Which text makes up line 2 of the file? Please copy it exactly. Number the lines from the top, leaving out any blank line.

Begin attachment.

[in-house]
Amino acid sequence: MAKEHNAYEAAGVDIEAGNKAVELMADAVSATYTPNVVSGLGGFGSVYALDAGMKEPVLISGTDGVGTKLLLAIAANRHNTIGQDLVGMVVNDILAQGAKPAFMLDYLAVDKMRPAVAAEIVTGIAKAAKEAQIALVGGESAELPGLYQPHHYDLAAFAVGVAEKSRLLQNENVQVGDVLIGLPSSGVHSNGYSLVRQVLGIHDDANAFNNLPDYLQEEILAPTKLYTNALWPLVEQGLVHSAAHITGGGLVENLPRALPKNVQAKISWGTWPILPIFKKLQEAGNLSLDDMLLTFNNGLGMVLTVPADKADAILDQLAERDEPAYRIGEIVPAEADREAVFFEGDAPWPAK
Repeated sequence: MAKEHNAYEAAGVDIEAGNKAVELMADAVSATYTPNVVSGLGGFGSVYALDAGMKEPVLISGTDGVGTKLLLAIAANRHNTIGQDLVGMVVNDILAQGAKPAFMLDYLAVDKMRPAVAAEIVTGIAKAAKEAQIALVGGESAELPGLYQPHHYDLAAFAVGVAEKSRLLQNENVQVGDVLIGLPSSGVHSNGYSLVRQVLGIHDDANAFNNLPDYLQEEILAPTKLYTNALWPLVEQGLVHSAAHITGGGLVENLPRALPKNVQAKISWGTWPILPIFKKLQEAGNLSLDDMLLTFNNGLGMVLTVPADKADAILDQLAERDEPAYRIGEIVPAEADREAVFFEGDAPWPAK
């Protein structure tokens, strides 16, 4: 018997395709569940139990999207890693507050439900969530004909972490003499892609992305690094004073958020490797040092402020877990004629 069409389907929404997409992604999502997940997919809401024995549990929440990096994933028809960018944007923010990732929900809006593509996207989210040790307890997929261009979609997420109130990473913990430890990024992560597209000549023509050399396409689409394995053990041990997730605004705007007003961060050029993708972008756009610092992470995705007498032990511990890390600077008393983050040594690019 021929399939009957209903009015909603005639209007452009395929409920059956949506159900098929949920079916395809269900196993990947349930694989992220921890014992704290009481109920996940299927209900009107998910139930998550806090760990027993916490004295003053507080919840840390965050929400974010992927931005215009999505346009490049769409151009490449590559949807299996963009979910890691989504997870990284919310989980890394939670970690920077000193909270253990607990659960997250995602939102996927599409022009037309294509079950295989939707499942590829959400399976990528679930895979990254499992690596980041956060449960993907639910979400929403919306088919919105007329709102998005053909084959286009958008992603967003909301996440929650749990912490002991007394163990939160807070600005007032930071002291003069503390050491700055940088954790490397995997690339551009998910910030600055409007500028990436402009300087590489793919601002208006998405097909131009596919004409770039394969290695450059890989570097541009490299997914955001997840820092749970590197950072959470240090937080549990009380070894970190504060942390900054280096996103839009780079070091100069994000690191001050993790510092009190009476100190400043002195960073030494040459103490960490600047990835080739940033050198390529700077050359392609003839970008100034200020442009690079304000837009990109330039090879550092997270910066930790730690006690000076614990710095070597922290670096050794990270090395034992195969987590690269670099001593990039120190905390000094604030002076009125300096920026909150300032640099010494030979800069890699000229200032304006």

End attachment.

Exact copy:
Amino acid sequence: MAKEHNAYEAAGVDIEAGNKAVELMADAVSATYTPNVVSGLGGFGSVYALDAGMKEPVLISGTDGVGTKLLLAIAANRHNTIGQDLVGMVVNDILAQGAKPAFMLDYLAVDKMRPAVAAEIVTGIAKAAKEAQIALVGGESAELPGLYQPHHYDLAAFAVGVAEKSRLLQNENVQVGDVLIGLPSSGVHSNGYSLVRQVLGIHDDANAFNNLPDYLQEEILAPTKLYTNALWPLVEQGLVHSAAHITGGGLVENLPRALPKNVQAKISWGTWPILPIFKKLQEAGNLSLDDMLLTFNNGLGMVLTVPADKADAILDQLAERDEPAYRIGEIVPAEADREAVFFEGDAPWPAK